• The 5E version of this creature is the Star Spawn Larva Mage from Mordenkainen's Tome of Foes. This version turns into a swarm of worms upon being reduced to 0hp. Unless this subsequent swarm is also killed, the mage will return to life in 24 hours.
    • The Tsochari are a race of Puppeteer Parasite aberrations that begin life as unintelligent worm-like strands that fuse together with each other form an intelligent colony. A tsochar can live forever even though the strands that compose them have a finite lifespan as long as they regularly fuse with new strands.
    • Forgotten Realms: Kezef the Chaos Hound is a legendary Hellhound in the form of a writhing mass of maggots clinging to a canine skeleton.
    • 5th edition sourcebook Van Richten's Guide to Ravenloft has the wererat Darklord, Jacqueline Renier, from Richemulot using the state guard called the Casques Silencieux. The Casques Silencieux aren't human at all, in fact they're swarms of rats that are housed in suits of armor which they animate. Jacqueline has the ability to telepathically communicate and influence these rats, making them the perfect loyal enforcers.
    • The third-Party publisher Dreamscarred Press has released a sourcebook called Phrenic Scourges, who embody this trope. They're a hive-mind of worms that will be happy to convert you into fawning slave, or the next generation of worms, or both.
  • Earthdawn 1st edition lists a creature called Wormskull that is just that — a humanoid creature with a mass of worms as its head (a wormskull's body can look different, however, and is usually heavily armoured).
  • Eclipse Phase: One of the many Synth bodies resembles a swarm of robotic bees. They can move as a regular swarm, or combine into a roughly human-shaped mass. They're also fully playable, and far more affordable than those based around Organic Technology.
  • Exalted:
    • Wyld mutants with the "Hive" abomination. One rank in "hive" and they have a beehive or snake nest or similar somewhere on their bodies. Two ranks in "Hive" and the nest expands to include the rest of them, turning them into a hollow skin moved about by swarming creatures — whether the original being is still alive at this point is a highly dubious matter.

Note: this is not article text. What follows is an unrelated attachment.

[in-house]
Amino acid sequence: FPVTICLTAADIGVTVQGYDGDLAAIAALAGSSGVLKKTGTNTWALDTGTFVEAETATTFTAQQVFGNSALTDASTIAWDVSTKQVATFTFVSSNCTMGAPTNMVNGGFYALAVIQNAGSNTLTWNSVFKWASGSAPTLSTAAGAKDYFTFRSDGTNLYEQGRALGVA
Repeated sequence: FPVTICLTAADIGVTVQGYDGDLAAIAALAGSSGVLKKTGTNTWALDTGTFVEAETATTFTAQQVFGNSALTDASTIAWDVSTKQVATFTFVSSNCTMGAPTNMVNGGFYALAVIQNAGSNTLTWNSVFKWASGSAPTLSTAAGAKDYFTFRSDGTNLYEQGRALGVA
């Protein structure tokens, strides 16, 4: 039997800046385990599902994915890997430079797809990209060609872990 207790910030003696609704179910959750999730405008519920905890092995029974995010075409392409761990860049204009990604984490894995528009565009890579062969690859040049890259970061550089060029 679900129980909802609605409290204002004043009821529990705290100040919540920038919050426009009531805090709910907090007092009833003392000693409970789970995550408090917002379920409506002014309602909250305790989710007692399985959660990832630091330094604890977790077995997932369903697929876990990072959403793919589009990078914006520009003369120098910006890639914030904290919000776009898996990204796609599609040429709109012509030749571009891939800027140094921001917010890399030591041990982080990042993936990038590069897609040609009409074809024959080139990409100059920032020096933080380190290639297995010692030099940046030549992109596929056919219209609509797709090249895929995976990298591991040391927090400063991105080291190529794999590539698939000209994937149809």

• Scarab guardians, minor deities who serve as guardians of places that gods or powerful Exalts want never to be disturbed, manifest as swarms of black beetles that share a single mind. These beetles can come together to form a humanoid body, which the scarab guardian usually does when it needs to threaten people or warn them away from its charge.
    • Mursilis, one of the souls of the Yozi Oramus, is an odd example. Rather than being a hive-minded mass of bugs in the shape of a person, it's a hive-minded mass of bugs in the shape of a forest.
  • Gamma World: One of the possible character origins. Depending on your primary origin and your secondary origin, you could be anything from a swarm of cockroaches to a mass of nanomachines to a horde of sapient, hive-minded kittens.
  • Godforsaken:
    • Worms that walk, described in the setting-neutral worldbuilding section, are masses of psionic grubs squirming through a slush of salty ooze. Individually the grubs are harmless vermin, but together they're a sapient entity, a single psionic mind formed of thousands of tiny, maggot-like pupae.
    • The spiders of the Comerelk jungle are moved by a single Hive Mind. At need, this mind can gather up a few thousand bodies and arrange them into a single mass in the form of a colossal spider.
  • Grimm has this in the form of Rapunzel. Yes, that Rapunzel. Only this time around, her prince passed away, her children grew and she had nothing to do but return to the tower where she lived out the rest of her days. The tower, though, had developed intelligence and gotten lonely in her long absence and took measures to keep her there even after she died. Namely, having her corpse infested with a swarm of spiders that will kill and eat any who climb her hair to the tower. Keep in mind that the rules of the game are built specifically around children and boys are particularly drawn to the silky locks that still hang out the window. She's also one of the sample NPCs that made the transition when the game was converted to its own rules system.